No NBA playoffs tonight, I’m bummed. The conference finals begin tomorrow night.
For some reason I was thinking of the first time I picked up a basketball. Christmas morning, the year was 1970. I was 6. Holy Name boys schoolyard.
My mother gave me a Voit basketball for Christmas. I think it was the only present I received that year. The schoolyard was around the corner from our apartment. I grabbed my ball, got dressed and walked to the yard…alone.
Back in the day you went places at a young age, no one really cared. I will never forget that morning. I was getting shots up in the empty schoolyard. After a bunch of attempts, most of them misses, a priest came out of the rectory and screamed at me to go home. I was scared. I stood there frozen looking at him. He shouted again. This time I sprinted out of the yard and went straight home.
It wouldn’t be the first time I would get kicked out of the schoolyard. That morning was the start of something special though. My love for the game…
I was six years-old when I fell in love with basketball.
Matter of fact, it was right around the time my father left our family.
The year was 1970, Christmas morning. The boys schoolyard at Holy Name of Jesus elementary school was the spot.
When I look back at my childhood, I realize that basketball took the place of my father.
Little did I know at the time basketball would save my life. No, it didn’t make me millions of dollars. It helped shape the man I am today.
Basketball taught me valuable lessons along the way, lessons I should have learned from my absent father.
The game, the players, the coaches and fans. All taught me lessons on how to do things the right way.
My father would come around from time to time but it was never real; he never had my best interest at heart. I think he spent time with me just to keep my mother off his back. My father never told me he loved me. Come to think of it, even when I was with him, he wouldn’t say very much. My basketball showed me love. It always stayed with me, never left me. The round ball was always there for me. My basketball talked to me. It never left me for someone else.
Basketball loved me and I loved it back. Bottom line, when my father left us, he let me down, the rock was there to cushion my fall.
At times during my life I abused Mr. Basketball. I threw it away. I kicked it, kicked it when it was down. When it was begging for me to pick it up off the floor, I ignored it.
When my ball desperately needed air, I allowed it to suffer. Walking past it every day. Paying it no mind. You have to show a basketball much love. Every day.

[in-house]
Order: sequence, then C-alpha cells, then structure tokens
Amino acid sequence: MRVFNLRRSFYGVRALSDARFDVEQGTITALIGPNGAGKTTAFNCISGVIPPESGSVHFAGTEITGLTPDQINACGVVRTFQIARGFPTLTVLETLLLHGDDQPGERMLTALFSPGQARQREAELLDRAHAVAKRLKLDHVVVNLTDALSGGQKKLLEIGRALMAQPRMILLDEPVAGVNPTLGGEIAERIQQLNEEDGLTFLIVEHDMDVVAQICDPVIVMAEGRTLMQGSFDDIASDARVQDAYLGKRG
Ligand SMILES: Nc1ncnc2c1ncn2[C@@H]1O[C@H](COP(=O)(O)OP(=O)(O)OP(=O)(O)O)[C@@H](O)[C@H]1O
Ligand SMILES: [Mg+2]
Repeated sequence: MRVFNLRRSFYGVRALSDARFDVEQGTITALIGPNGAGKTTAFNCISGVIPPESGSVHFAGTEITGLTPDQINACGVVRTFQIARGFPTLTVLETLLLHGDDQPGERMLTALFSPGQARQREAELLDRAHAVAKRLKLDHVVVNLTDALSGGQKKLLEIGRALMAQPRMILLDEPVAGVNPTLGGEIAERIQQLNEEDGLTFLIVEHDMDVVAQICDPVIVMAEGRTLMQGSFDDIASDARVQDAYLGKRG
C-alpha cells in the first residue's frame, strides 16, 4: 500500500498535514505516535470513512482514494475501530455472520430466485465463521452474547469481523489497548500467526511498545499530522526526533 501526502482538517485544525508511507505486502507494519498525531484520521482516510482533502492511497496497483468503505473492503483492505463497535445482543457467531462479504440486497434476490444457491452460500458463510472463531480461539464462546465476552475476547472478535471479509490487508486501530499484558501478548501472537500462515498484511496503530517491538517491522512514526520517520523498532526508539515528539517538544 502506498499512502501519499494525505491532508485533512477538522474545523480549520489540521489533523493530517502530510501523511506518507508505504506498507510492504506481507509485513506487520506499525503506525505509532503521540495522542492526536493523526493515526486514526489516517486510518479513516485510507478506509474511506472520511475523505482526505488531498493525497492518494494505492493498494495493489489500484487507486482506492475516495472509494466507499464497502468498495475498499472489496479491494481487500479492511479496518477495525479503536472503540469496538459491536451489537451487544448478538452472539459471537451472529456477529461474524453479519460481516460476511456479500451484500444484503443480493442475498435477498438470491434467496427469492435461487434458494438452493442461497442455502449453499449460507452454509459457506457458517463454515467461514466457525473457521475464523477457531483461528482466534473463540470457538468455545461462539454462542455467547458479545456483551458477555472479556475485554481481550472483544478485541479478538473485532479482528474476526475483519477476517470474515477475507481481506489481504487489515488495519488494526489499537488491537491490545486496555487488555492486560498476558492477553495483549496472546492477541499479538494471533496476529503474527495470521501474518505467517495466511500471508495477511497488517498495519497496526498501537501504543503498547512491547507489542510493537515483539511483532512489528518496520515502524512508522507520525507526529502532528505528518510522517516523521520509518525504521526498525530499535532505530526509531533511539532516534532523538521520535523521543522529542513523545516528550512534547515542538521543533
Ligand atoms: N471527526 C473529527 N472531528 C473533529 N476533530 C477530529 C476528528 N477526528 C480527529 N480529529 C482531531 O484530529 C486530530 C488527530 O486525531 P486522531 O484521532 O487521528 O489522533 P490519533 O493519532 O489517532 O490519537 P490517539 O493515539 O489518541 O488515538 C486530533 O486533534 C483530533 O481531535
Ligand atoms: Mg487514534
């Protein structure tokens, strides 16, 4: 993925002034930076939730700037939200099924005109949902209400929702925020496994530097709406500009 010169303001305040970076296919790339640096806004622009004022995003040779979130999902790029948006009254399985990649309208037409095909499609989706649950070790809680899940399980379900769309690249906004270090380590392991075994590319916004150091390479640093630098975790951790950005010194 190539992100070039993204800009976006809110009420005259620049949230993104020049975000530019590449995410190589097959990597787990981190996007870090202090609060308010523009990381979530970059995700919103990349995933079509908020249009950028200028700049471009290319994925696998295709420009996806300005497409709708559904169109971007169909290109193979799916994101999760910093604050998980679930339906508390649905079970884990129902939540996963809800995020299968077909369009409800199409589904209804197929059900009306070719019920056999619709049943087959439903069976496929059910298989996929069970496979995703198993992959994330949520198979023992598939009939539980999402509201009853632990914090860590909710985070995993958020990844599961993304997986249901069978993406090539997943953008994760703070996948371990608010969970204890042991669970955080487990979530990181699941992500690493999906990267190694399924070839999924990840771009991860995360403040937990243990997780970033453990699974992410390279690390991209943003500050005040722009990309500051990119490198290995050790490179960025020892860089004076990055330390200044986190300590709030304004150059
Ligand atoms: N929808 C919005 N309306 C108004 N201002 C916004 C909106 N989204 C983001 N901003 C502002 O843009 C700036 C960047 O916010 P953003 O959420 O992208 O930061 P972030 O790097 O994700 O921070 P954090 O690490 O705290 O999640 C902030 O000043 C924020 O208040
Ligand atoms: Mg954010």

When I played the game I passed the basketball to teammates, shot it from all over the court and dribbled it up the court. The feeling of holding a basketball was the best feeling in the world. Like a parent holding their newborn. Picking a basketball up off the floor is like no other feeling in the world. When I would hop on my bike to go play ball I would hold my basketball under my left arm and hold the handlebars with my right hand.
On that Christmas morning in the boys schoolyard I took my first shot. I recall that day like it was yesterday. My mother bought my first basketball. No one forgets their first basketball and their first shot. The ball was a Voit, I don’t even think Voit is around anymore?
Washing my basketball every night in our bathtub became a daily ritual. My mother and brother would get mad at me when I would use the hair dryer on it.
“That’s for my hair, stupid,” my mother once said to me.
I slept with my basketball. If my sister could sleep with dolls and stuffed animals, why couldn’t I snuggle up with my basketball?
Walking to the schoolyard on that cold Christmas morning I was dribbling the ball across 9th avenue, down Windsor Place and up Howard Place to the entrance of the yard. Families were walking together to church. I was headed to my church, the schoolyard. It was there that I worshiped the game of basketball. The schoolyard was my safe-haven.
The first time I was on a team, I was eight years-old; I was taught to always keep my head up when dribbling. See the floor. “Hit the open man” is what New York Knicks head coach Red Holzman used to say to the Knickerbockers.